Thirty years ago, I took a few long-distances buses from Harare and stayed with a cousin and his family over the Christmas holidays. He lent me his little truck one day and I drove the 95 kilometres from Pietermaritzburg to Amamzimtoti on the N3 highway to visit my grandmother. There was a torrential downpour and the windscreen wipers did not work.
No problem. I rolled up a sweatshirt and stuck one of my long arms out of the window as a human windscreen wiper to achieve the minimum visibility required to stay in my lane at 80 km/hour. You will be glad to know that my other hand was on the steering wheel. I held the steering wheel with my knee when I had to change gears. Quite a lot of rain came in the open window too. I got there in one piece. My favourite T-shirt at the time had the words “rip all day, rave all night” on it. More wishful thinking than anything else, I guess, but close enough.
I was reminded of this because my grandmother’s one-roomed flat had wall-to-wall carpeting. The carpet had lots of little bits of white fluff on it (from her candlewick bedspread, I suppose). We drank tea, and she forced litres of barley water down my throat to ward off any cold I might have caught during my rather wet journey to see her. I was about to offer
to give her carpet a good clean with the dustpan and brush when she remarked that her gentleman friend, Dermott, who was also present, was such a help to her since he used the U-bank (a long-handled manual carpet brusher) every day in her flat to clean the carpet, and didn’t I think he did a splendid job, etc.? Realising immediately that failing eyesight was conducive to jovial companionship, it was apparent that my carpet-cleaning skills would have been most unwelcome on two fronts, so I took another gulp of barley water, and kept my trap shut.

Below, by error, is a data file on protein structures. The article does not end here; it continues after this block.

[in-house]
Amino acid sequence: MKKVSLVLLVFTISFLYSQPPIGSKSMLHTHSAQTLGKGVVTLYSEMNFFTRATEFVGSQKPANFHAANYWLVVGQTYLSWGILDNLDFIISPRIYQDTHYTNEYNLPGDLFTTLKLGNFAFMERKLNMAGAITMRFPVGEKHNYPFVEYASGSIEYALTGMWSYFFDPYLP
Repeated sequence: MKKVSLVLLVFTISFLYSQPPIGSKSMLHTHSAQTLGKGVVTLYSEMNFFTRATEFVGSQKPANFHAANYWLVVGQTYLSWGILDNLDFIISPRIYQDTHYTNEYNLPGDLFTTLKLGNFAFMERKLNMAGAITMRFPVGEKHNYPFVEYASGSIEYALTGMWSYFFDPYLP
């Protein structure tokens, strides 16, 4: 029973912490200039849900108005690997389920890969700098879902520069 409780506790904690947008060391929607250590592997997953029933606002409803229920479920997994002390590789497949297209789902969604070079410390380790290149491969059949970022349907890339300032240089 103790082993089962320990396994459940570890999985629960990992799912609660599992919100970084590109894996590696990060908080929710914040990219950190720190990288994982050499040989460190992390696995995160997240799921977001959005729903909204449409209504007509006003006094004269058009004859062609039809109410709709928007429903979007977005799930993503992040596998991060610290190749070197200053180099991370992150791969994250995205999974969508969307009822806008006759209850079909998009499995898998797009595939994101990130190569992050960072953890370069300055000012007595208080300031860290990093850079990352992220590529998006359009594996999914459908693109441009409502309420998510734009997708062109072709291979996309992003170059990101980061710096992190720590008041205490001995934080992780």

Nowaways, I miss many a spot when washing the dishes or doing general housework simply because I cannot see the offending spot. And so it was the other day, when I picked the last two edible pomegranates off my tree for a breakfast drink. (The best method to extract juice, for your info, is to use an old-fashioned orange squeezer.)
I reached into the cupboard for a glass, and held it up to the light. It looked a bit grubby. So I took a (yes, spotlessly) clean dish cloth to give it a wipe. It was then that a small piece of glass fell to the floor. That was when I recalled that I had broken a wine glass about a month ago when putting the dishes away, and whilst I had immediately swept up the pieces, I had not been sharp enough to notice a piece the size of half a fingernail fall into the glass I now held in my hand.
Given my penchant for gulping, I was shocked that I might have landed up with a small sharp piece of glass travelling down my throat and into my gut. Instead, it went straight into the bin, where it should have gone in the first place. And the glass got a thorough washing and rinsing before I drank the pomegranate juice, which was close to divine.
©2018 Allison Wright